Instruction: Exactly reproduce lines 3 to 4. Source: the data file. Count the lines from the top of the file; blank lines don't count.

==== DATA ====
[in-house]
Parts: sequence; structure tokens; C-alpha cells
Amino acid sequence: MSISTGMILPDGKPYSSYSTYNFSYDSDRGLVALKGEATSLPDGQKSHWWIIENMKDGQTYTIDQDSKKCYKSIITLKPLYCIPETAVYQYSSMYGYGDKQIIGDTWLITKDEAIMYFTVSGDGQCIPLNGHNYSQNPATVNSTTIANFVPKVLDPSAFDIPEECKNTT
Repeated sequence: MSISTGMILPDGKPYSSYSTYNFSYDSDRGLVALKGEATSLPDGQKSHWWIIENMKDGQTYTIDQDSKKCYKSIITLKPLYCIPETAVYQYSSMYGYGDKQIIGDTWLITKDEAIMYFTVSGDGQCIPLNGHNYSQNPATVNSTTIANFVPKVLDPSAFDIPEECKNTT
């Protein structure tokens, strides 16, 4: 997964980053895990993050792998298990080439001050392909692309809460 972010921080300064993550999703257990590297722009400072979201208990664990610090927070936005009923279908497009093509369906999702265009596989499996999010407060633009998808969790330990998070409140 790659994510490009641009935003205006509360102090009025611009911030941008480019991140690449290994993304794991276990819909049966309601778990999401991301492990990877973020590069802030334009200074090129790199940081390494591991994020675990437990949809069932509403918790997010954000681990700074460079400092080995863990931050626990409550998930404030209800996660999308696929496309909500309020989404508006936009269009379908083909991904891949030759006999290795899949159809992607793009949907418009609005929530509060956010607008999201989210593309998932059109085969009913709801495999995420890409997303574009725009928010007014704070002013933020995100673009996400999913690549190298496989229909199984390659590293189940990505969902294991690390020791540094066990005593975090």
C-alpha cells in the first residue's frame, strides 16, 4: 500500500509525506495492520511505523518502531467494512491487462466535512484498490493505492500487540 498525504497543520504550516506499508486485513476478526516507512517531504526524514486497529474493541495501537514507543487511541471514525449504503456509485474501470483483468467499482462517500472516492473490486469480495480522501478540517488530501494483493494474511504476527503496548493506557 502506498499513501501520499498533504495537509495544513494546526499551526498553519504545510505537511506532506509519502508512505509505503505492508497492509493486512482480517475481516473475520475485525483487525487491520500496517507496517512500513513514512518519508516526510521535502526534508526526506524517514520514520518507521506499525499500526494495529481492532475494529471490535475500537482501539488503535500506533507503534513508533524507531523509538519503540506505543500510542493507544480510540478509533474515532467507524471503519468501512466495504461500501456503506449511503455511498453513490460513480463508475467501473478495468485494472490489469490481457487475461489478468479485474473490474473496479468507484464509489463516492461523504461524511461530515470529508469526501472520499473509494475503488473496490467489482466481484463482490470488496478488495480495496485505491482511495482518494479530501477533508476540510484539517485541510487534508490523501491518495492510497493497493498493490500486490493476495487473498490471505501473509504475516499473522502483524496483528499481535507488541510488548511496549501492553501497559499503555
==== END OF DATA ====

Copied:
Amino acid sequence: MSISTGMILPDGKPYSSYSTYNFSYDSDRGLVALKGEATSLPDGQKSHWWIIENMKDGQTYTIDQDSKKCYKSIITLKPLYCIPETAVYQYSSMYGYGDKQIIGDTWLITKDEAIMYFTVSGDGQCIPLNGHNYSQNPATVNSTTIANFVPKVLDPSAFDIPEECKNTT
Repeated sequence: MSISTGMILPDGKPYSSYSTYNFSYDSDRGLVALKGEATSLPDGQKSHWWIIENMKDGQTYTIDQDSKKCYKSIITLKPLYCIPETAVYQYSSMYGYGDKQIIGDTWLITKDEAIMYFTVSGDGQCIPLNGHNYSQNPATVNSTTIANFVPKVLDPSAFDIPEECKNTT